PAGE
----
Right now, I’m dying to shoot a Caribbean beach wedding with an expensive dress and gorgeous florals and an open air reception. I know that is so cliche, but I would love to do that and follow it up with a huge half-day long sexy and romantic couples portrait session with the bride and groom around the island ending at sunset.
Dreaming of it now. . .ahhhhhh
If you could be photographed by any photographer, living or dead, who would it be?
Can I pick two?
Sue Bryce - I’ve never felt beautiful in photos but she has a gift. I value her not only as a professional, but as a person. Just to be part of the creation of an image with her would be simply incredible.
Amy & Tony Hoffer - Their work blows me away and if I were planning a wedding again we would put no limits on our budget to get them.
What one tip would you give a photographer starting out in your field?
Don’t be defensive when people offer, or when you ask for, critique.
All too often I see photographers, newer ones especially, who will post an image and as the honest critique rolls in they either get defensive, or they have a come back for everything.
For example, the critique might be that the image is too soft, the light is too harsh, the trash can in the background is distracting, and the pose is awkward. Instead of saying ‘what can I do to fix those things’ they say ‘it’s out of focus on purpose, the client wanted her session at noon and there was no shade, I can’t move the trash can & it’s what she wanted in the background, and they wouldn’t let me pose them because the daughter was being difficult’.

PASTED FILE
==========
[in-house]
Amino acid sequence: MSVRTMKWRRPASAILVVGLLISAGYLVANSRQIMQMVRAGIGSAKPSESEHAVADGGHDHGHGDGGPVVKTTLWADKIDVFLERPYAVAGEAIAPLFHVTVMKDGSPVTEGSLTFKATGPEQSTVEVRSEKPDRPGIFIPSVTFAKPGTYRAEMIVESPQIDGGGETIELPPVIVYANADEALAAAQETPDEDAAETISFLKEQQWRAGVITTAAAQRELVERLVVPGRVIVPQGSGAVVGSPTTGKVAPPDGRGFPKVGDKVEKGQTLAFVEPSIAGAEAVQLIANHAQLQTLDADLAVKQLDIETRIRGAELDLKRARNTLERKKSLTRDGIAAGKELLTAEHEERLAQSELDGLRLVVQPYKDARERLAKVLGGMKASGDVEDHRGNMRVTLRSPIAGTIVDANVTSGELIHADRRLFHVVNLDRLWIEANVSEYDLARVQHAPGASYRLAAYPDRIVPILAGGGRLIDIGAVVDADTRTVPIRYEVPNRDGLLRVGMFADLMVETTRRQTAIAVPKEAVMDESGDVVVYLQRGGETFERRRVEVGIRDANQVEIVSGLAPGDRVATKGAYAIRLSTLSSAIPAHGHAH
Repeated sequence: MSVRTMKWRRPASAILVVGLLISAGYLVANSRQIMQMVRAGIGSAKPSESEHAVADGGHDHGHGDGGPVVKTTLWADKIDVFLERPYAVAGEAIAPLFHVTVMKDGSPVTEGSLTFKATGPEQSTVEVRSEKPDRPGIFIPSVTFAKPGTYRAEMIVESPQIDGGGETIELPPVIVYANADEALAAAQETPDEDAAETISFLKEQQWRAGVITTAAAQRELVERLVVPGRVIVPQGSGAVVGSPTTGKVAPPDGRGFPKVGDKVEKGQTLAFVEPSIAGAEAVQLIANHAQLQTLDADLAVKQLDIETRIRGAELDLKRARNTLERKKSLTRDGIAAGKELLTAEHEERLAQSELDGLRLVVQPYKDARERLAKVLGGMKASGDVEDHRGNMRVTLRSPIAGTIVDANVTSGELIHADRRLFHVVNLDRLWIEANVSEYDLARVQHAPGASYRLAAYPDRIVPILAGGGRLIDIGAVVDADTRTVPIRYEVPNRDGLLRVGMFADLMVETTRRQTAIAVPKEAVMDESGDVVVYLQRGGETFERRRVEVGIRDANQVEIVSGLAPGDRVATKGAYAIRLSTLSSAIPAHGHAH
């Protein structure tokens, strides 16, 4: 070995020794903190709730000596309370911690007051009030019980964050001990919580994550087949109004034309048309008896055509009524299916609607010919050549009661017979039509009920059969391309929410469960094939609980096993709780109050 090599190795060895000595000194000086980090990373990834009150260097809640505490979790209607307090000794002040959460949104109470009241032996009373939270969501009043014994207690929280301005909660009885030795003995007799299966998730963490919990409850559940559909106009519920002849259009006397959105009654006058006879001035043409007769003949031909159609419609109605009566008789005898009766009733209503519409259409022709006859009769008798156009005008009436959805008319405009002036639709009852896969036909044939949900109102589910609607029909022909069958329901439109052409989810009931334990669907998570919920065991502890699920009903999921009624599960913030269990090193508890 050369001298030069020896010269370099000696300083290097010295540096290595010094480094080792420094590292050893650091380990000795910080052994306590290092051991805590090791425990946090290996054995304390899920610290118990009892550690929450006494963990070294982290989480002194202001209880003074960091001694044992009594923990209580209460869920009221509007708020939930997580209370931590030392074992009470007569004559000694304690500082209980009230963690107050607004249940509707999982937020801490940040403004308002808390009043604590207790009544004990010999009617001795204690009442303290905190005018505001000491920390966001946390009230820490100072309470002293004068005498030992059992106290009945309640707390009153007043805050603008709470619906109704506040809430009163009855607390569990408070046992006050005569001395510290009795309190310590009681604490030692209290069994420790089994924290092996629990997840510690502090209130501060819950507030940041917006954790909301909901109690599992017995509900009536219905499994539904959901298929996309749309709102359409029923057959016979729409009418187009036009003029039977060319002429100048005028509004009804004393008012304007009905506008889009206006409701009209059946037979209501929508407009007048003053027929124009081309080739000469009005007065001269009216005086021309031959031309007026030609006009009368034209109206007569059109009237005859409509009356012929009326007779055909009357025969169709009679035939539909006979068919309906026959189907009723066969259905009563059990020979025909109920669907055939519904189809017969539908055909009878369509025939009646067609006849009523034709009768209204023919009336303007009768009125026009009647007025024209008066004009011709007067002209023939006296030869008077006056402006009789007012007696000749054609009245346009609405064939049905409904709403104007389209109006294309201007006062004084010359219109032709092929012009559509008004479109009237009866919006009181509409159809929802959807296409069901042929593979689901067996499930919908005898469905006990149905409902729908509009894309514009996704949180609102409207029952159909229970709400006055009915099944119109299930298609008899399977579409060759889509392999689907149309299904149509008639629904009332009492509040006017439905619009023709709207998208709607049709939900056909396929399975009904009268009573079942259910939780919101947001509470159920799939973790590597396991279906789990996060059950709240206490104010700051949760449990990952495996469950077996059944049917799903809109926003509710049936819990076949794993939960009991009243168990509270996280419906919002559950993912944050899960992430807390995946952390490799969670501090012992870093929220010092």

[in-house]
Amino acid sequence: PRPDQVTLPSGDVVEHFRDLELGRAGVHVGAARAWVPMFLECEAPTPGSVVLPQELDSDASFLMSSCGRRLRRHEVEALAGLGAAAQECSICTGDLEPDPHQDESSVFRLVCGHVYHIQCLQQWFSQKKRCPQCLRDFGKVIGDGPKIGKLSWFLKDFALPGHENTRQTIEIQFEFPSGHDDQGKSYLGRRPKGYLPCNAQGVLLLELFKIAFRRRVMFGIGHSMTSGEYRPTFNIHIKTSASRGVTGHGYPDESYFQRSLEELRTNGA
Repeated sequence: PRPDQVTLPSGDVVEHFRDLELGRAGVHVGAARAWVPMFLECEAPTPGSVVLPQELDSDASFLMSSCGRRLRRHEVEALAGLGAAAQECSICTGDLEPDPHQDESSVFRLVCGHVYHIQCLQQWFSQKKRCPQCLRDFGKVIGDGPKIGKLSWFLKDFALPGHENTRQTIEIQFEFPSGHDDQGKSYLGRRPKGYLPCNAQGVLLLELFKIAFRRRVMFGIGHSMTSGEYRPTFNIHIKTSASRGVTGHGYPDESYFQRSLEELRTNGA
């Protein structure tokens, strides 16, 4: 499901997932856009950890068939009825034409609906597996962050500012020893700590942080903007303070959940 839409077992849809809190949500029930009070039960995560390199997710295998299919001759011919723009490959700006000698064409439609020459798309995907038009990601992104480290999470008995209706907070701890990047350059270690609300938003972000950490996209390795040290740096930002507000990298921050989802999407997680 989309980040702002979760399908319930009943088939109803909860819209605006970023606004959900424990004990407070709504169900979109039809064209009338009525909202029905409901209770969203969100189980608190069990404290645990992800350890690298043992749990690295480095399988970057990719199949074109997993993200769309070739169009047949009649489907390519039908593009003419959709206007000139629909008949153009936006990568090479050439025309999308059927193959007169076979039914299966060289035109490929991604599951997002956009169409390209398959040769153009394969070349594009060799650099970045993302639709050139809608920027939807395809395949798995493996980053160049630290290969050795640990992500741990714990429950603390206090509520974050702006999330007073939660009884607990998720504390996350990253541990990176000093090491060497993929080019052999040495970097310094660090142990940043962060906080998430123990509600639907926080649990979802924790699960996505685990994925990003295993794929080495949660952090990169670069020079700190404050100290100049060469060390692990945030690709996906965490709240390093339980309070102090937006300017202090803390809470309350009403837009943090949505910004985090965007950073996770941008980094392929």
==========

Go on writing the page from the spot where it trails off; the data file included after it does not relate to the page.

All of that is prevented with experience and technique, all of it. The critiques are meant to be helpful and you won’t learn or grow as a photographer unless you can accept them. Instead of immediately trying to justify why your image has the faults they are pointing out, ask them and ask yourself what you can do differently next time.
One of my most gut-wrenching critiques they blasted me for cutting off my clients head and feet. I didn’t get it. I started making excuses for why the composition was like that. If only I had known and respected how much they knew and were trying to teach me!
What websites/blogs do you visit often?
I actually find myself sneaking around on the Fred Miranda wedding photographers forum, some of the talent there is incredible and so inspiring.
What do you find most difficult about being a photographer?
The personal struggle. Am I good enough? Do my clients hate their photos? Are my clients happy with their experience?
It’s real and it’s very hard for me. I will upload and re-edit galleries more often than I care to admit, then present the final product and be sick to my stomach that I still didn’t edit them enough and the client will notice that they are too green or too yellow. It’s totally irrational, but something I have a hard time getting past.
What do you find most rewarding?
Knowing that my couples have images they can look at in 10, 20, 50 years that will bring them right back to the way that they felt on their wedding day.